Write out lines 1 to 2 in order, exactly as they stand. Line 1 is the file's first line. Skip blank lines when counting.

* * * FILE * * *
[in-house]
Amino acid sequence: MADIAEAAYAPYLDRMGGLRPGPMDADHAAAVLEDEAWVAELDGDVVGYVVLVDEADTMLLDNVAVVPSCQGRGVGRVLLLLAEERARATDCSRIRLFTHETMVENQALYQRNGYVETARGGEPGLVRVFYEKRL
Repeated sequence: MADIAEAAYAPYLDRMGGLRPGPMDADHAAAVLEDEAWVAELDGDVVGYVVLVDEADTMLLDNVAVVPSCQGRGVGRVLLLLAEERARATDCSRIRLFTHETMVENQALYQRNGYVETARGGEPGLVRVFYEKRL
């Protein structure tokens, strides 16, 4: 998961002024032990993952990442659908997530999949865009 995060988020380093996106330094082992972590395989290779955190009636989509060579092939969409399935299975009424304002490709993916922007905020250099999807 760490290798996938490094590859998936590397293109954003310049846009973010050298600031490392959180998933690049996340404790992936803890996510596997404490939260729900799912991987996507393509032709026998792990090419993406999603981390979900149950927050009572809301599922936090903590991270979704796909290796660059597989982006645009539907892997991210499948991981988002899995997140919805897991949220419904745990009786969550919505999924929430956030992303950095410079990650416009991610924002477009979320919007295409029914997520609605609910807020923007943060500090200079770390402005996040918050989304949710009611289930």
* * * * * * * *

[in-house]
Amino acid sequence: MADIAEAAYAPYLDRMGGLRPGPMDADHAAAVLEDEAWVAELDGDVVGYVVLVDEADTMLLDNVAVVPSCQGRGVGRVLLLLAEERARATDCSRIRLFTHETMVENQALYQRNGYVETARGGEPGLVRVFYEKRL